Background: Despite being illegal, non-prescription sales of antibiotics in India continue to be a major contributor to antibiotic abuse, which fosters antibiotic resistance.
Methods: Two trained actors simulated symptoms of acute gastroenteritis (AGE) and upper respiratory tract infections (URTI) in 60 pharmacies each randomly selected in the Union Territory of Pondicherry, India. The ease of obtaining antibiotics, any additional enquiries made by the pharmacies, and any additional advise given were noted.
Results: Only 33/120 pharmacies (27.5%) declined to dispense antibiotics without prescription; all 33 were attached to a hospital or nursing home. The most frequently dispensed antibiotics for AGE and URTI were ciprofloxacin (41.4%) and coamoxiclav (41.3%) respectively. Out of the 87 pharmacies which dispensed antibiotics without prescription, the presence of additional symptoms and previous drug allergy were enquired by 20 (22.9%) and 9 (10.3%) pharmacies respectively. While over half of the pharmacies gave instructions regarding dose, duration and frequency of antibiotic consumption, none of the pharmacies provided information regarding adverse reaction profile of antibiotics. Non-pharmacological measures for symptomatic improvement were advised by 24/120 pharmacies (20%).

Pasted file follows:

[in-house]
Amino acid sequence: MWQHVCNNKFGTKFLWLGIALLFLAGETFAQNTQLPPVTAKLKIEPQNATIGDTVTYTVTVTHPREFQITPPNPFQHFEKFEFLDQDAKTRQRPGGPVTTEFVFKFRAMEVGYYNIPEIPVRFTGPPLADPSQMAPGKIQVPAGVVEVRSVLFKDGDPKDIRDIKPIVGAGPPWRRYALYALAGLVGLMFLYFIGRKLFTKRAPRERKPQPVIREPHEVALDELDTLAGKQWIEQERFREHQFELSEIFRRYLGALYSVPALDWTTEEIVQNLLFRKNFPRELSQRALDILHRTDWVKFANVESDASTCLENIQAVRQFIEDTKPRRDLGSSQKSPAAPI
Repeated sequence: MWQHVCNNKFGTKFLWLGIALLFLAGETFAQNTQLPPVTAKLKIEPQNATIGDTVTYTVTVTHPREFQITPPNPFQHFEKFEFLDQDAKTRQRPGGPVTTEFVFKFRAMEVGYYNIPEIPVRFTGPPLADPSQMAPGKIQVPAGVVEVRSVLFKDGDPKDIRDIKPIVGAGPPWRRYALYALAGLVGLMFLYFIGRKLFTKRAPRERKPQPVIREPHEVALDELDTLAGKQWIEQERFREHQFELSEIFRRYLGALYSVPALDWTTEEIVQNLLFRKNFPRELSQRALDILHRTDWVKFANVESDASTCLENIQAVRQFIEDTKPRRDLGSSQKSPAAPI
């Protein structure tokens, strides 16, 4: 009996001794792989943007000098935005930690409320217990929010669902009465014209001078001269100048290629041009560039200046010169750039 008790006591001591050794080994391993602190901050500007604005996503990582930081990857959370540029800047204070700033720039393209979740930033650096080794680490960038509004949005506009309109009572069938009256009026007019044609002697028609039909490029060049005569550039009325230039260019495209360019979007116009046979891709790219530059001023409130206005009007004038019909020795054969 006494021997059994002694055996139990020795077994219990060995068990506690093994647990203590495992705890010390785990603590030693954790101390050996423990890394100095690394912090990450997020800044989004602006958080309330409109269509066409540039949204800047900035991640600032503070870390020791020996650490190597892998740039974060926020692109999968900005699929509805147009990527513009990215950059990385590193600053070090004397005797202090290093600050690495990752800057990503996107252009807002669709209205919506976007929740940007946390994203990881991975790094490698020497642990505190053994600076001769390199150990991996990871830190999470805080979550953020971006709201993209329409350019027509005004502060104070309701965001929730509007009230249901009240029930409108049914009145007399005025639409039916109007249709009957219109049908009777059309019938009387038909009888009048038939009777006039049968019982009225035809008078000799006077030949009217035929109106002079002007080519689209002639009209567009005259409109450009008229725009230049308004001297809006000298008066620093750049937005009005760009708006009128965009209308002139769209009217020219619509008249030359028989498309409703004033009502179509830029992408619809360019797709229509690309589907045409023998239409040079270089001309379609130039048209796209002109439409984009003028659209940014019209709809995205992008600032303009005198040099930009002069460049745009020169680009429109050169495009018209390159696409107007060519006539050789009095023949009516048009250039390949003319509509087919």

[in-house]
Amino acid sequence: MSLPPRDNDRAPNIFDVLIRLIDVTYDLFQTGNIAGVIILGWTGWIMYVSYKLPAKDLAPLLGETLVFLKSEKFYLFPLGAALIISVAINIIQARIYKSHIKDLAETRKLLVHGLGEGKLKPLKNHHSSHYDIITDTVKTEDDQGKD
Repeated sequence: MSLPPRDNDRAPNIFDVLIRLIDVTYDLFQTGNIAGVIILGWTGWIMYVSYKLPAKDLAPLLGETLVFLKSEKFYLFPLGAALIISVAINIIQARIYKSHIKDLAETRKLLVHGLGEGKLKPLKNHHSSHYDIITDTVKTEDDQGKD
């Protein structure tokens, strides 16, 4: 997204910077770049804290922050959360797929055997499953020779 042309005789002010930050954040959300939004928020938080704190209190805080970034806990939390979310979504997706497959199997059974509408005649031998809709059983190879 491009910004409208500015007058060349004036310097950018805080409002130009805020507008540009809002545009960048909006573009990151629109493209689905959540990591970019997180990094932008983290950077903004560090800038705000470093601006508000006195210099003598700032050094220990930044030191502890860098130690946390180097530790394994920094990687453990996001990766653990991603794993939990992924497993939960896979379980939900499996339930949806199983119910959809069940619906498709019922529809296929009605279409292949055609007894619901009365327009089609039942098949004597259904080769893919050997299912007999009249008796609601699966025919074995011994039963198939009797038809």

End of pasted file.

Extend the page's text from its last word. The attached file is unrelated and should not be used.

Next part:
Conclusions: Non-prescription sales of antibiotics are unacceptably high in Pondicherry. Stricter implementation of the law and public awareness of the perils of inappropriate antibiotic usage are the need of the hour.
Antibiotics, Acute gastroenteritis, Non-prescription usage, Pharmacies, Upper respiratory tract infection